Nicoise Salad

nicoise salad

 

As a child, anytime we ate canned tuna my dad would always place the sandwich or salad in front of me with a somber admonishment to “watch out for bones.” Despite his sterling intentions to avoid my choking to death at the table, this was not a particularly appetizing prelude, and any warm or fuzzy feelings I might have had about eating the tuna were immediately replaced with a certain (and totally understandable) antipathy.  Eventually, I stopped eating it altogether.

That is, until several years later (all grown up, and no longer squeamish about the bones or whatnot general foodstuff may/may not contain).  Lunching in a small cafe, I ordered the Salade Nicoise, and fell in love with it.  I’ve tried many variations, and this one is my absolute favorite.

I should mention that while in the past I’d not been an ardent fan of green beans, these little French filet beans were a whole different story.  Although they are commonly called haricots verts (vert being French for “green”) they are also available in yellow and purple varieties.  I find this very funny, but any of the varieties work well here. They are small, sweet, tender snap beans and are typically available from mid-March through September. If you must, you can substitute with another type of green bean, just be sure to do so sadly (and adjust the blanching time accordingly).

While there is much debate among purists, especially in France (I know, shocking!), about whether or not it is okay to include cooked potatoes in the salad in order for it to be deemed “authentic”, this recipe contains the potato. I say go with what you like, and I like these potatoes a lot.  In the interest of full disclosure, I should also point out there is no artichoke or red pepper in my version, and the anchovies are incorporated into the vinaigrette, instead of placing the fillets on top.  So, while this Nicoise may be a bit of an anarchist, its also really, really good.

Here, I’ve plated the salad in individual portions, but it is quite nice presented on a big platter, especially for groups or parties.  I serve the olives and the remaining dressing passed on the side – just add a loaf of fresh, warm bread with butter and a dry, chilly rosé and you’re all set for a fabulous, French-style fête.

Oh, and yeah, watch out for bones.

Nicoise Salad
Serves four.

Dressing:
2 ounces anchovy fillets (about 8)
1 large shallot, finely minced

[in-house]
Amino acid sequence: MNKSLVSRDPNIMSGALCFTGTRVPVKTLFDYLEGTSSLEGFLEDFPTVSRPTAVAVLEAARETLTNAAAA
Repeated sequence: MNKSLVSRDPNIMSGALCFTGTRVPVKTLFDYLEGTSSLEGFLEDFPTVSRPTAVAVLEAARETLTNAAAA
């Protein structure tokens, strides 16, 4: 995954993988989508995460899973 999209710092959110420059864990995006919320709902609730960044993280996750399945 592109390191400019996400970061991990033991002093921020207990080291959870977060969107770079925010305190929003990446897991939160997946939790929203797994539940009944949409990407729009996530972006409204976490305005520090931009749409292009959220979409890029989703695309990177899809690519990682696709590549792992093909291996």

1 celery stalk, finely minced
2 1/2 tablespoons dijon mustard
1/4 cup white wine vinegar
3/4 cup olive oil
kosher salt and freshly ground pepper

Salad:
4 large eggs, hardboiled, sliced
1/2 pound haricots verts
1 pound small red potatoes
1 head romaine lettuce, roughly chopped
1 bunch of radishes, sliced thinly into rounds
8 ounces grape, pear or cherry tomatoes, halved
1 six-ounce can water-packed solid white tuna, drained and flaked
4 ounces Nicoise olives

For the dressing:  In a small bowl, mash the anchovies into a paste using the back of a fork.  Add the next four ingredients, one at a time, stopping to mix thoroughly after each addition.  Whisk in the olive oil, and adjust seasoning to taste with salt and pepper.  Set aside.

For the salad:  Blanch the haricots verts by adding them to a medium saucepan of boiling water for 1-2 minutes.  Drain, plunge into a bowl filled with ice water, and drain again. Pat dry and set aside.

Refill the saucepan with fresh water and add the potatoes.  Bring to a boil, then reduce heat to a simmer until potatoes are cooked through and tender, about 20 minutes.  Drain, and let cool for ten minutes.  Cut potatoes into bite-sized wedges and place in a bowl, and gently toss with just enough of the reserved dressing to coat (about 3-4 tablespoons).  Set aside.

To assemble, arrange lettuce on plates or a platter, and mound the lettuce in the center. Fanning out from the center, arrange reserved potatoes, radishes, tomatoes, haricots verts, egg slices and flaked tuna, and drizzle with about half of the dressing.  Pass remaining dressing and olives on the side.

Note:  If you are looking around for a good canned tuna, I highly recommend American Tuna and Island Trollers.

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